I can figure the y which is -16t^2 +24Sqrt[2] t.
    (sqrt is abbreviation for square root)
    Thank you for your help

    • Thanks for writing, Manuel. I think when you go from an equation with x and y to parametric equations with t, t could basically be anything. But if they wanted the y in the form y = -16t^2 + something, we could set -x^2/72 to -16t^2 (the first term of the y), and solve for x to get 24sqrt(2)t. Does that make sense? Lisa

  8. Lisa
    As you said, I could have used any parameter for x.
    I was just wondering where the author chose
    24Sqrt[2] t, from the rectangular equation y=x-x^2/72 to get
    y=-16t^2 +24Sqrt[2] t. I tried all kinds of parameters for
    y=x^2/72 and sure enough, while I get different values for y,
    Thanks again. Basically, I didn’t understand what was meant by

  9. Hello Lisa
    Please excuse if you received this comment before.
    I was wondering why you haven’t recommended the use of I believe the best calculator available, namely, Wolfram Alpha. It can be downloaded thru your app in your iPad or from the internet for free. It’s better on the iPad. I think it would help to take the drudgery out matrix`manipulations, vectors, quadratic equations, 3D graphing, et al.
    As far as I’m concerned you are the best Just thought you may be interested.
    You probably know this anyway.

    • Manuel,
      Thanks for writing! I don’t have a lot of experience with Wolfram Alpha and just downloaded the app on my ipad. It looks fantastic! I have used Mathematica in the past; I guess it was based on this.
      Thanks so much for the suggestion; that’s a great idea! They don’t use it at the high school, so I haven’t had to help any kids on it, but it’s definitely on my to-do list.

      Thanks again and spread the word about She Loves Math 🙂

  10. I am having trouble with this section, if you could get back to me asap it would be greatly appreciated.
    1)In the nineteenth century, the Austrian monk Gregor Mendel noticed while crossbreeding plants (peas in particular) that often a characteristic of the plants would disappear in the first-generation offspring but reappear in the second generation. He theorized that the first-generation plants
    contained a hidden factor (which we now call a gene) that was somehow transmitted to the
    second generation to enable the characteristic to reappear.
    As an example, suppose we denote the gene that produces the yellow seed by Y and the gene that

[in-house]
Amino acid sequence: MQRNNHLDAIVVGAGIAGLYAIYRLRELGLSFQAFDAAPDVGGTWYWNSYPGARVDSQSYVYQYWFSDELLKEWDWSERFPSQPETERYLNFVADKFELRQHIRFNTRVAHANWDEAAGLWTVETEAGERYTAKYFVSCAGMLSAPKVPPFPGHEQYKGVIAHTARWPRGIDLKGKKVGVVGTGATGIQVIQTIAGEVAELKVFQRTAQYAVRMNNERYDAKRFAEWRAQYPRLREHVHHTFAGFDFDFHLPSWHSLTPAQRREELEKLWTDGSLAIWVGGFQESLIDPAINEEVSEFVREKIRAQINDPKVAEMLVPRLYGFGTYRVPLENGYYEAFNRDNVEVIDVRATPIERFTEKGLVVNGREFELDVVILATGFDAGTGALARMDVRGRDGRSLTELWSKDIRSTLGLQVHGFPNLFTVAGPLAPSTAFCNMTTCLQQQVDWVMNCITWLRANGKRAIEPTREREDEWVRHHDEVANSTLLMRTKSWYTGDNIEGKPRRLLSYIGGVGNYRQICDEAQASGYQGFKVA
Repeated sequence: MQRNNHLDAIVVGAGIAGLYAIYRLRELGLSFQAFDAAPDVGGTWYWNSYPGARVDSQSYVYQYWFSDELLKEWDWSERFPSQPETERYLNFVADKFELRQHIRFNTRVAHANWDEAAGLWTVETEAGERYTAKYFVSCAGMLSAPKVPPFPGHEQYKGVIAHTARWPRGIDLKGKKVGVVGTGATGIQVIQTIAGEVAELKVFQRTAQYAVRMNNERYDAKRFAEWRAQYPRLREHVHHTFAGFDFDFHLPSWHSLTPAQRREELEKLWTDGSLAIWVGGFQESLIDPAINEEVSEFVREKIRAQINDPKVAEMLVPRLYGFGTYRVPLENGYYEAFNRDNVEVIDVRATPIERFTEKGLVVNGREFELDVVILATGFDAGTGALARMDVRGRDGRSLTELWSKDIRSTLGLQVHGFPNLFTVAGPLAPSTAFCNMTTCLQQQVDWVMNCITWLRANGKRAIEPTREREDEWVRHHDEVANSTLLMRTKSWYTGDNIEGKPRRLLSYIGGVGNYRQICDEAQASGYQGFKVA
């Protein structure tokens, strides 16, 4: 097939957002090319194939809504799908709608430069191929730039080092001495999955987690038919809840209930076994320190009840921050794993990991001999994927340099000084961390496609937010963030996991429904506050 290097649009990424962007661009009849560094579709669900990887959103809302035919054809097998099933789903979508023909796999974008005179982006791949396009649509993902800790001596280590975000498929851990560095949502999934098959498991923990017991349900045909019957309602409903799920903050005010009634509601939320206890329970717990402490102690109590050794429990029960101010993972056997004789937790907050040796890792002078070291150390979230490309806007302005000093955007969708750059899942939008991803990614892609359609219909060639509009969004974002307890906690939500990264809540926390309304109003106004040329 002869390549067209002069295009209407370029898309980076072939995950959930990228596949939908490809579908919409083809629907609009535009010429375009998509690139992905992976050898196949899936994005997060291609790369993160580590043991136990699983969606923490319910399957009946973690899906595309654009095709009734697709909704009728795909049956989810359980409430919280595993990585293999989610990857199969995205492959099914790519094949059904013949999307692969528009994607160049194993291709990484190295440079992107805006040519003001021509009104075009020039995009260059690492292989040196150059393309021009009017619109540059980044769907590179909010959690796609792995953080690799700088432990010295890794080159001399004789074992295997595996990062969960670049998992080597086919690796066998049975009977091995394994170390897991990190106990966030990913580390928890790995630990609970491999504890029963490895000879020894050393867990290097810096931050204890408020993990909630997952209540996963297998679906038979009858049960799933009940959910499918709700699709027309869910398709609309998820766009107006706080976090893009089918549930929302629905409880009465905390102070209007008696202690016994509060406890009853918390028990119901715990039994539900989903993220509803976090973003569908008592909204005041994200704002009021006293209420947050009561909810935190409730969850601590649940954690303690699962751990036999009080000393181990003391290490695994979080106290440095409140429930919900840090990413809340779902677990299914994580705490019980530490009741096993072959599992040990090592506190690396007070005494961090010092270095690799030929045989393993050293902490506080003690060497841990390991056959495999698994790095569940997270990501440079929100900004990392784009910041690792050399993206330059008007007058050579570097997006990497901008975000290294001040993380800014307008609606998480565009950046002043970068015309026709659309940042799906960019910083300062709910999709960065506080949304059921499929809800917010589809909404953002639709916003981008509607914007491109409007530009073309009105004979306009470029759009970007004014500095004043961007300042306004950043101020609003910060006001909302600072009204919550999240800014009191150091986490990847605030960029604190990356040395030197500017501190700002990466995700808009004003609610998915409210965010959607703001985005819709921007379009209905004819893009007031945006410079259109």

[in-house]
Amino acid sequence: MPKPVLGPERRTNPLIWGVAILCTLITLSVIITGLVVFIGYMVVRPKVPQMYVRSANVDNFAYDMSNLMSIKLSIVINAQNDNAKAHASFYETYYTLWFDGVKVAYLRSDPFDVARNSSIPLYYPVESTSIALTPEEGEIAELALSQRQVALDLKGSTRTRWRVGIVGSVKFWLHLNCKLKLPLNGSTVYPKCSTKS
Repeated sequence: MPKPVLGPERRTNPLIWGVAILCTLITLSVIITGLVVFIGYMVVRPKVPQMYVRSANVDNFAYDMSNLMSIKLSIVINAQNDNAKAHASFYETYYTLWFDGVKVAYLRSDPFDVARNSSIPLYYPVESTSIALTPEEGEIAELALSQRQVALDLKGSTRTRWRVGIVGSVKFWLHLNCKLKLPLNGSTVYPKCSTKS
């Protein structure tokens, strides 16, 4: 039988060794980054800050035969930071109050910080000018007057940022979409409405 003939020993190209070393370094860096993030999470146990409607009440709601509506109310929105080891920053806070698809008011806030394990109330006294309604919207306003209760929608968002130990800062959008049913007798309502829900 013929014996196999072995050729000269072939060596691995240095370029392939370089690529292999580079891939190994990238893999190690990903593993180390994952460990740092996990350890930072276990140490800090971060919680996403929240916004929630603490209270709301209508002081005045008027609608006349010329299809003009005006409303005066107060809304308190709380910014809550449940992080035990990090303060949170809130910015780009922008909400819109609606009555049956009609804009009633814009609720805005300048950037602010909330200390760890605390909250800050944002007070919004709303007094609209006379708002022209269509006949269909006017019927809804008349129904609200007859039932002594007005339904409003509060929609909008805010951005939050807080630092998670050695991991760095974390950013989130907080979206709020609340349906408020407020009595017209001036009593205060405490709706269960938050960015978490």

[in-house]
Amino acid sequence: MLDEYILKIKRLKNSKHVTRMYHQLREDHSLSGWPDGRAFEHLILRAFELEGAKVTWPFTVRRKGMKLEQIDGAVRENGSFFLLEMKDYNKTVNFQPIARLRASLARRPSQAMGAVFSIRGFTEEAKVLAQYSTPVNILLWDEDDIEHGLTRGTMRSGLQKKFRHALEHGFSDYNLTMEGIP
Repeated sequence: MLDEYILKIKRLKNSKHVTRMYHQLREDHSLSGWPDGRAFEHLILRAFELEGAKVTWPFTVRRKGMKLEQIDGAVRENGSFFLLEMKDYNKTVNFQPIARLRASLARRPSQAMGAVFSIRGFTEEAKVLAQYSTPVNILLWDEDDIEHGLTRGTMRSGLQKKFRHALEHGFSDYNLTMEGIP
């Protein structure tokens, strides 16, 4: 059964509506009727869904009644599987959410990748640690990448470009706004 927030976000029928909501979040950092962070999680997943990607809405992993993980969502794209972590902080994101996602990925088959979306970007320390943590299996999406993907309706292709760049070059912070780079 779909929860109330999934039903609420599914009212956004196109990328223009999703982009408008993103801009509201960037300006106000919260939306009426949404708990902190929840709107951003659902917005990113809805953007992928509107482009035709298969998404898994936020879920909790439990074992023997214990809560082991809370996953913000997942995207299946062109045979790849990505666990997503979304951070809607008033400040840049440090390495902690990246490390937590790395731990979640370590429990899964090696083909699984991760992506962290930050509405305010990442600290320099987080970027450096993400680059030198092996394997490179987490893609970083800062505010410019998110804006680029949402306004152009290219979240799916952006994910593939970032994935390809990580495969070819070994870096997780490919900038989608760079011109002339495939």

produces the green seed by g. The uppercase Y indicates that yellow is the dominant gene and
    the lowercase g indicates that green is recessive. The table below shows the possible theoretical
    outcomes that can occur when we cross two first-generation plants.
    First Generation Plant
    Y g
    First Generation
    Y YY Yg
    g gY gg
    Notice from the table that of the 4 possible outcomes, 3 of the plants will be yellow (since 3 have
    the dominant Y gene) while 1 of the plants (since only 1 has two recessive genes) will be green.
    From this we can say that the theoretical probability of the second-generation plant being green
    is ¼ or 0.25.
    There is of course a difference between theoretical and experimental. The following table lists
    some of the actual results that Mendel obtained in his experiments in crossbreeding peas.
    Experimental Results
    Characteristics That Were
    Crossbred First-Generation Plants Second-Generation Plants
    Tall versus Short All tall 787 tall
    277 short
    Smooth versus Wrinkled
    Seeds All smooth seeds 5,474 smooth
    1,850 wrinkled
    Yellow versus Green Seeds All yellow seeds 6,022 yellow
    2,001 green
    Notice from the results that tall, smooth, and yellow are all dominant genes. Also notice that based on the experimental results, the probability of a second-generation plant being green is 0.2494. This agrees fairly well with the theoretical probability.
    From the tables of possible theoretical outcomes and experimental results, answer the following questions.
    1) Assume that we are crossbreeding genetically pure tall plants with genetically pure short plants. Create a table (like the one for yellow and green plants) indicating the possible combinations of tall and short peas.
    2) What is the theoretical probability that a plant will be short?
    3) What is the experimental probability that a plant will be short?
    4) How do theoretical and experimental probabilities compare?
    5) Assume that we are crossbreeding genetically pure smooth-seed plants with genetically pure wrinkled-seed plants. Create a table (like the one for yellow and green plants) indicating the possible combinations of smooth-seed plants and wrinkle-seed plants.
    6) What is the theoretical probability that a plant will have smooth seeds?
    7) What is the experimental probability that a plant will have smooth seeds?
    8) How do theoretical and experimental probabilities compare?

    • Thanks for writing! I’m sorry – I’m having trouble making sense of the tables; let me see if I can find this problem online somewhere. Sorry about that. Lisa

  11. I THINK I understand the problem statement and questions. I have re-stated the problem and answered the questions in a file on my website. I hope it helps. The document is available on Click on the “Math Docs” tab and look for the Algebra 2 file named “Statistics Example 01.”

  12. How long will the calculus site in construction?? coz i hope it will help me in my calculus project assignment. i hope it will settle faster, pleaseeeee

    • Thanks for writing! I’m SO sorry about not completing the Calculus portion yet – I hope to by the fall! Keep checking back! Lisa

  13. this problem makes me confused, can you help solving this?
    a receptacle contains x ounces of acid. A second receptacle contains x ounces of water. From the acid y ounces are removed, placed in the water, and the contents thoroughly mixed.Then, from the second receptacle, y ounces of the mixture are removed and placed in the acid. find (a)the concentration of of acid in the second receptacle, and (b)the concentration of water in the first receptacle